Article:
Epilepsy, which affects several hundred thousand British people today, is a disability.
Characterised by repetitive and chronic epileptics fits, in its severe form, things become a little more complicated. The patient is then considered to have a long-term disability and must be cared for.
Diagnosing a severe epilepsy
Several criteria can determine if a patient suffers from a severe epilepsy:
- Cognitive, psycho-affective, family, educational, school or professional repercussions of the disease;
- The frequency, nature and resistance to the treatment of the crises;
- Undesirable effects of the treatment.
Various means to establish an initial evaluation:
- Orientation and antecedents factors
- Age of first fits, patient's medical and family history
- Interrogation of the patient
- Description of the fits ("short, stereotyped and repetitive symptoms must draw the attention");
- Former neurological episode
- Starting factors
- Frequency and schedule of the crises
- Neurological examination (neuropsychologist)
- Different EEG (nap, ambulatory, night...)
- MRI, SPECT, TEP...
- Metabolic and genetic examinations (in the child)
- Neuropsychological assessment (psychological)
Once the diagnosis is established, by a neuro-paediatrician or a neurologist, the patient must be cared for. This consists in the following:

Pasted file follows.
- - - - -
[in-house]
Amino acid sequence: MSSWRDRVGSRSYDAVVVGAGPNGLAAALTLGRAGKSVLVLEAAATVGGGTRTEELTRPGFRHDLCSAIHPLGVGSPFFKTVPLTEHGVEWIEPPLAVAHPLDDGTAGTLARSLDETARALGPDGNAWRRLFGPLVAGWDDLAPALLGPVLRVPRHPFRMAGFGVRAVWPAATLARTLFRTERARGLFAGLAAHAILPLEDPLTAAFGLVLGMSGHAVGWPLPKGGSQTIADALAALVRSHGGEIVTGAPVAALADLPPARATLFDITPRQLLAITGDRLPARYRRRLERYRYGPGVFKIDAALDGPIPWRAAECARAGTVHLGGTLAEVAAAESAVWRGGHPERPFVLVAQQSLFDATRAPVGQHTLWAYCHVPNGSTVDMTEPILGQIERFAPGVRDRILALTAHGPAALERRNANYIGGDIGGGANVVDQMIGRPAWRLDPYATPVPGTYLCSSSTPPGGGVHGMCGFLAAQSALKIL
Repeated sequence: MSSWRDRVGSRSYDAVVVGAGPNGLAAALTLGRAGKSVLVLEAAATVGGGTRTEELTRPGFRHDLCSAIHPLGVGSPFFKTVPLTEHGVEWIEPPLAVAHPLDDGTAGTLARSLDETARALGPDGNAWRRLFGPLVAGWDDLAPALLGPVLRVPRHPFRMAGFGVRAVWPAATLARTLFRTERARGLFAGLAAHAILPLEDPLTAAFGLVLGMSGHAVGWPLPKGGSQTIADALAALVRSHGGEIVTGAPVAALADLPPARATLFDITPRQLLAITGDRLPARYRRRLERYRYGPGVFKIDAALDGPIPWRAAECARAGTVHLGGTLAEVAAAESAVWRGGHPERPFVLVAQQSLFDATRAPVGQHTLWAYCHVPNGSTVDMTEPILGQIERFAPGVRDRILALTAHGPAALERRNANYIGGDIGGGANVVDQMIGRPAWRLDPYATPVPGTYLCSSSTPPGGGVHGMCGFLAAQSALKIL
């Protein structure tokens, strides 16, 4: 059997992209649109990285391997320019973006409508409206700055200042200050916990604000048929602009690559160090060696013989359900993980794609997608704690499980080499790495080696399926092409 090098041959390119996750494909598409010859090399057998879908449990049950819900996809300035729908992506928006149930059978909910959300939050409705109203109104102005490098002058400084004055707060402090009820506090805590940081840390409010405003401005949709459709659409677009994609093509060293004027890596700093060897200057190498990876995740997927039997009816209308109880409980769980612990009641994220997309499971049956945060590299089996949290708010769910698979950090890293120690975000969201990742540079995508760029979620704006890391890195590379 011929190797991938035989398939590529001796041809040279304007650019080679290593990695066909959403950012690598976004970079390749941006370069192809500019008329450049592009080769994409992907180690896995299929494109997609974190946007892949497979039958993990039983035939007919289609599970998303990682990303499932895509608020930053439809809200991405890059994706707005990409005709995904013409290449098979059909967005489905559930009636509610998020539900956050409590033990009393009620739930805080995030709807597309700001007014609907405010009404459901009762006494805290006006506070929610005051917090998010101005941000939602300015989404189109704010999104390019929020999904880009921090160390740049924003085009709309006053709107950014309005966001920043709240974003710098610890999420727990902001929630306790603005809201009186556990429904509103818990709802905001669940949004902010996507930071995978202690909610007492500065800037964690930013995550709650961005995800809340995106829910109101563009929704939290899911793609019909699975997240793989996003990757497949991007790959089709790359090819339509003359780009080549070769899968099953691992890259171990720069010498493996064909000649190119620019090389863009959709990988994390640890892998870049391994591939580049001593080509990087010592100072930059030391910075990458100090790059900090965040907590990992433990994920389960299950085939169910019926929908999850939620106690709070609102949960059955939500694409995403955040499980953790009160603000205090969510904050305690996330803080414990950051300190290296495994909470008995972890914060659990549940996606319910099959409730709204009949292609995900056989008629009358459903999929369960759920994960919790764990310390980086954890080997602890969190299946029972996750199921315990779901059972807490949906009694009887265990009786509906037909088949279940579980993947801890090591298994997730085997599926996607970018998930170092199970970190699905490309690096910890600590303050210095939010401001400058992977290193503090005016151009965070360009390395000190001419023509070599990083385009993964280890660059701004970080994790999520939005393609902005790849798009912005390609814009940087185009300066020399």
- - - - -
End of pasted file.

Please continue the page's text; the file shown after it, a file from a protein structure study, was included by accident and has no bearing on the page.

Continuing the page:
- A antiepileptic treatment
- Pharmacological treatment for a fit with loss of consciousness: recovery position + benzodiazepine by rectal or oral way when the crisis lasts more than 3 minutes, young subjects only.
- Basic pharmacological treatment: antiepileptic associated, depending on certain syndromes, with corticoids or piracetam.
- Other treatments
- Ketogenetic diet (diet based on fat, low in proteins and carbohydrate which is recognised as being anticonvulsive; requires hospitalisation)
- Treating complications
- Anxio-depressive, behaviour disorders: antidepressants, neuroleptics
- Vitamin therapy (vitamin D)
- Contraception for adolescents and women (recommended)
- Folic acid (pregnancy)
- Help in rehabilitation (family, social...)
- Detection of and dealing with co-morbidities and complications
- Help to improve quality of life
Therapeutic information must be combined with pharmacological treatment. The patient will:
- Be informed about the existence of epileptic people associations;
- Understand his disease;
- Be informed on his disease, treatments and their consequences;
- Adopt a healthy lifestyle (reduce or stop drinking alcohol);
- Plan consultations;
- Know the inherent risks of pregnancy and be informed on contraception, for adolescents and women.
The follow-up of patients affected by severe epilepsy is advised:
- To prevent spontaneous or iatrogenic complications;
- To supervise and adapt the treatment;
- To help professional, social or school rehabilitation;
- To accompany the patient and his entourage (therapeutic information...);
- To ensure the transition between dealing with a child suffering from a severe epilepsy to dealing with him as an adult.
The follow-up is clinical - to detect the undesirable effects of the treatment, to prevent pregnancy... - and paraclinical (biological examinations, MRI, EEG...).
To download a number of patient guides on severe epilepsy.
Photographic copyright: © OOZ - Fotolia.com
Prise en charge des épilepsies graves (HAS)